Decorating & Design

March 3, 2009

Accepting A House Offer

Review the bidding price

Unless there is a hot prospect looming on the horizon, most real estate agents will suggest accepting an offer if it is within three to five percent of your asking price.

Consider the buyer’s contingencies

They may only want to buy your home pending its inspection, the sale of their house or other conditions such as repairs or inclusion of appliances. You can negotiate these points by presenting a counter-offer.

Determine the buyer’s ability to pay

A lender qualification letter will reveal if the buyer has the funds to make monthly mortgage payments.

Carefully review any seller-binding stipulations in the contract

Pay special attention to escape clauses that allow the buyer to cancel the deal and walk away.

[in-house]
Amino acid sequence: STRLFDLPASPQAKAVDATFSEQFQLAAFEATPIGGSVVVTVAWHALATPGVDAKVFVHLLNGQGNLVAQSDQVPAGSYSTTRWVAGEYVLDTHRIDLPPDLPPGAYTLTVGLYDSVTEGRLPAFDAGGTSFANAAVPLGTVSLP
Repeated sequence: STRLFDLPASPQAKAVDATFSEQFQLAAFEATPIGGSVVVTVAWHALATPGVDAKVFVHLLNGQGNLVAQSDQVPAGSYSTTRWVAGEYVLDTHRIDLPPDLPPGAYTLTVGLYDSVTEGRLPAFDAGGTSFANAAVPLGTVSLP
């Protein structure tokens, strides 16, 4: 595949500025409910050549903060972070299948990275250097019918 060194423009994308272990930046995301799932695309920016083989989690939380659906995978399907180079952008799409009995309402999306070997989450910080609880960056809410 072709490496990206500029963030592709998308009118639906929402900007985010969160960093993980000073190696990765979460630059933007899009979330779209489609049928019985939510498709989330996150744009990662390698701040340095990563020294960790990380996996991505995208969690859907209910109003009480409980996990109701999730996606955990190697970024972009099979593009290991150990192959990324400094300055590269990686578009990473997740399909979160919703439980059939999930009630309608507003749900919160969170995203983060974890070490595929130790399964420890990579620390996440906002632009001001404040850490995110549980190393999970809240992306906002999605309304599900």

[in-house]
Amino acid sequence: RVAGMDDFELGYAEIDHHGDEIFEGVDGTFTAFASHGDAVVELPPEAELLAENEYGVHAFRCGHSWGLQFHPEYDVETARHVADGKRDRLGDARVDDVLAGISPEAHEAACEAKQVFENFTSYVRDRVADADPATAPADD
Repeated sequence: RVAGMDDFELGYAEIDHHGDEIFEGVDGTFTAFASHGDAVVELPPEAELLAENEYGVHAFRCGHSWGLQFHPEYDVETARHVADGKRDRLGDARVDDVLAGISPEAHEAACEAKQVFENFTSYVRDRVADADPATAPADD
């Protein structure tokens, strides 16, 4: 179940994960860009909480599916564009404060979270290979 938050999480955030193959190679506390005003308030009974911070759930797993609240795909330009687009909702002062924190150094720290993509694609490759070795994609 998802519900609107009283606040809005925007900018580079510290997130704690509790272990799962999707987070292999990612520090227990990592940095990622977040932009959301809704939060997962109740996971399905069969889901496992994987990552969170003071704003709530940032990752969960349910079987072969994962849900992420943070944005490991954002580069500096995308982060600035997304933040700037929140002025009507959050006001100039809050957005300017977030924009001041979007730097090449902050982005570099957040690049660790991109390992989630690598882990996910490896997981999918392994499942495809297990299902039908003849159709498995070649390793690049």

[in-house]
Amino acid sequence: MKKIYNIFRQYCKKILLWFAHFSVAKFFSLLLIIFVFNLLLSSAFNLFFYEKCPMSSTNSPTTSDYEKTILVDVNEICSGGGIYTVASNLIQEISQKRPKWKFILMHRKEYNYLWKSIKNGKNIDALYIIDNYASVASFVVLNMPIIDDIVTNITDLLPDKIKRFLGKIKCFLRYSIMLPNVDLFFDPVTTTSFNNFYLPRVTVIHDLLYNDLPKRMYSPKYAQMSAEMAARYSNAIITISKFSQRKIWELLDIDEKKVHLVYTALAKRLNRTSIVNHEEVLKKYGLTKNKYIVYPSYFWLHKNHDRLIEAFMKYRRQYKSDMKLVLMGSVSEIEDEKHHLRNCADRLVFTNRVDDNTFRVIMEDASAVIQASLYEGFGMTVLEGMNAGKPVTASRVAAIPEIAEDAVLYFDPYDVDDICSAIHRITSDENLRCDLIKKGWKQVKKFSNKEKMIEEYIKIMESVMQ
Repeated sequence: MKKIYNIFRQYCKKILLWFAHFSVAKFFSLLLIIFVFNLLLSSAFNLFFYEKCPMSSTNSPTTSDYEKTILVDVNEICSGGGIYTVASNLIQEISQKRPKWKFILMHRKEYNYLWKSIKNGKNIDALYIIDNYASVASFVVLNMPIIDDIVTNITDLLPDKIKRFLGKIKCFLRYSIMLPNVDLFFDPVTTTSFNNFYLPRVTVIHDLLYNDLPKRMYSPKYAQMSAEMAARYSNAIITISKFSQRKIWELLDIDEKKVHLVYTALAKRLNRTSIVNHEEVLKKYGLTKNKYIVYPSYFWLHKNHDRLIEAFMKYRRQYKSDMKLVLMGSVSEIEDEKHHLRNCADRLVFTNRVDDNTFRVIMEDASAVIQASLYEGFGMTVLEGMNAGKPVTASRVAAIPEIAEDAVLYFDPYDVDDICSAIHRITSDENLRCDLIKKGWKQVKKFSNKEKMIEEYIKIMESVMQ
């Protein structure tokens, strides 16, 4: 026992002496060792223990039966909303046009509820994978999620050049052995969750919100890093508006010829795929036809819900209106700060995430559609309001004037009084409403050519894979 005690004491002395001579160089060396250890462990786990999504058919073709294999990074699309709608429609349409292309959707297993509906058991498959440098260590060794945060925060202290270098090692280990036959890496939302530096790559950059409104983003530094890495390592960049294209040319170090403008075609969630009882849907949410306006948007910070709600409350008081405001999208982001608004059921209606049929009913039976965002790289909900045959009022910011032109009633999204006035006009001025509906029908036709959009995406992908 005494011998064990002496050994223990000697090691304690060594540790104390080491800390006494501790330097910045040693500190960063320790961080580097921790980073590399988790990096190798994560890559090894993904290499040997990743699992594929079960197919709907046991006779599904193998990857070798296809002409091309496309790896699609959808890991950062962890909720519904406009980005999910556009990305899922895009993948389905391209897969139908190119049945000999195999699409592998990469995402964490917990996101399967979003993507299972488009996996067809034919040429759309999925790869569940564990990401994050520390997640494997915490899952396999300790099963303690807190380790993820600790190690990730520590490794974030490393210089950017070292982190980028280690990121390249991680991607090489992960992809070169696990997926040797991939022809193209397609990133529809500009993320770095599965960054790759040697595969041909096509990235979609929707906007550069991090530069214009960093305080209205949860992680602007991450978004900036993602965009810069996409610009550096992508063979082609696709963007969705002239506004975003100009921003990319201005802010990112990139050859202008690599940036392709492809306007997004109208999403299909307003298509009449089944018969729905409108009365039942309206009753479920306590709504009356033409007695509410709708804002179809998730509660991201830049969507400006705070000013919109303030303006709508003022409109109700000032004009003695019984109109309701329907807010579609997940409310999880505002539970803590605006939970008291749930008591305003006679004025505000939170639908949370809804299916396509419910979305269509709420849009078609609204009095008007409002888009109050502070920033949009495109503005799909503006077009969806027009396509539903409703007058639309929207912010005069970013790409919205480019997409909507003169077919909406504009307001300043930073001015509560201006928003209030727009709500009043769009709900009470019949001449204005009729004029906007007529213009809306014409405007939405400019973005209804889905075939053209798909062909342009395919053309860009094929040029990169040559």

Make sure all agreements between you and the buyer are in writing

The purchase agreement should state any conditions and agreements such as inclusion of the refrigerator or repairs to the home. The maximum amount you’ve agreed to pay for repairs should also be included.

An accepted offer becomes a binding contract

There is no way to change your mind without both the buyer and seller agreeing to all changes. Be sure you understand the entire Offer To Purchase document and all the clauses. If you are in doubt, have your lawyer review an offer before you sign your acceptance.


Ted Yarwood